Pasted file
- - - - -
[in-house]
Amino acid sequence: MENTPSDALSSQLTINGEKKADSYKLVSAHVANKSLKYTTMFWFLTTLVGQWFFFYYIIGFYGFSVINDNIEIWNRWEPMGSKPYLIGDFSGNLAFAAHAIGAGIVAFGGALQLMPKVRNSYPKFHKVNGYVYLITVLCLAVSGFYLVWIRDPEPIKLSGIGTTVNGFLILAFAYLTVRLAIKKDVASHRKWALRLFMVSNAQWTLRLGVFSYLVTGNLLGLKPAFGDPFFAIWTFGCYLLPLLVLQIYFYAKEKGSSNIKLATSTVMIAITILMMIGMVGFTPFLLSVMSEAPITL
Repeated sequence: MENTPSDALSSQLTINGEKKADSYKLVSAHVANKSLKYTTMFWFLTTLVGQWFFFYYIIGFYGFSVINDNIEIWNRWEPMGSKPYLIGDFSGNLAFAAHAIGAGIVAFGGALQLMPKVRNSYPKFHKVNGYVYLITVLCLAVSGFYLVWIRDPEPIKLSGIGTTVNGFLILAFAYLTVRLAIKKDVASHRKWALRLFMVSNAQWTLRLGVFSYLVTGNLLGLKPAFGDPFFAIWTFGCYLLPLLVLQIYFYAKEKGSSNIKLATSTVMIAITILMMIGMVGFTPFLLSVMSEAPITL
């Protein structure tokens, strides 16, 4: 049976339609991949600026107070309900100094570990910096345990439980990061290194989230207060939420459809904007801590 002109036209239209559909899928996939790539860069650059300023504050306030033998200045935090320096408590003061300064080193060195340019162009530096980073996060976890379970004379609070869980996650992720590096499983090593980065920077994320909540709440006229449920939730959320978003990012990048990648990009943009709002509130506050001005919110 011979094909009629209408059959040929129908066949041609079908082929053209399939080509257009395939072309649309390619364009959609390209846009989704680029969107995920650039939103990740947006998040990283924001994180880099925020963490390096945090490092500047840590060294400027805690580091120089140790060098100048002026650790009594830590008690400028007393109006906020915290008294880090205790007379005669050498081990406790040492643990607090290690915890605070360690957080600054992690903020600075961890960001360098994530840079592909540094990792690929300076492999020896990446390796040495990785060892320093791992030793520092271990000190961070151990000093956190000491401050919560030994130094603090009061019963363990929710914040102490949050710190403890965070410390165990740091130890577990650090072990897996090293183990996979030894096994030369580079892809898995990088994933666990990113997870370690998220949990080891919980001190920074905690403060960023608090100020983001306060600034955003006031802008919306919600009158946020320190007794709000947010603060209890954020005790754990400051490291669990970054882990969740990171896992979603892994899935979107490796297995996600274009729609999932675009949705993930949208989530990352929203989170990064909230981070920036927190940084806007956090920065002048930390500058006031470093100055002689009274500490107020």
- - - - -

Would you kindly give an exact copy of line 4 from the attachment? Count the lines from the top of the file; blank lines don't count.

């Protein structure tokens, strides 16, 4: 049976339609991949600026107070309900100094570990910096345990439980990061290194989230207060939420459809904007801590 002109036209239209559909899928996939790539860069650059300023504050306030033998200045935090320096408590003061300064080193060195340019162009530096980073996060976890379970004379609070869980996650992720590096499983090593980065920077994320909540709440006229449920939730959320978003990012990048990648990009943009709002509130506050001005919110 011979094909009629209408059959040929129908066949041609079908082929053209399939080509257009395939072309649309390619364009959609390209846009989704680029969107995920650039939103990740947006998040990283924001994180880099925020963490390096945090490092500047840590060294400027805690580091120089140790060098100048002026650790009594830590008690400028007393109006906020915290008294880090205790007379005669050498081990406790040492643990607090290690915890605070360690957080600054992690903020600075961890960001360098994530840079592909540094990792690929300076492999020896990446390796040495990785060892320093791992030793520092271990000190961070151990000093956190000491401050919560030994130094603090009061019963363990929710914040102490949050710190403890965070410390165990740091130890577990650090072990897996090293183990996979030894096994030369580079892809898995990088994933666990990113997870370690998220949990080891919980001190920074905690403060960023608090100020983001306060600034955003006031802008919306919600009158946020320190007794709000947010603060209890954020005790754990400051490291669990970054882990969740990171896992979603892994899935979107490796297995996600274009729609999932675009949705993930949208989530990352929203989170990064909230981070920036927190940084806007956090920065002048930390500058006031470093100055002689009274500490107020």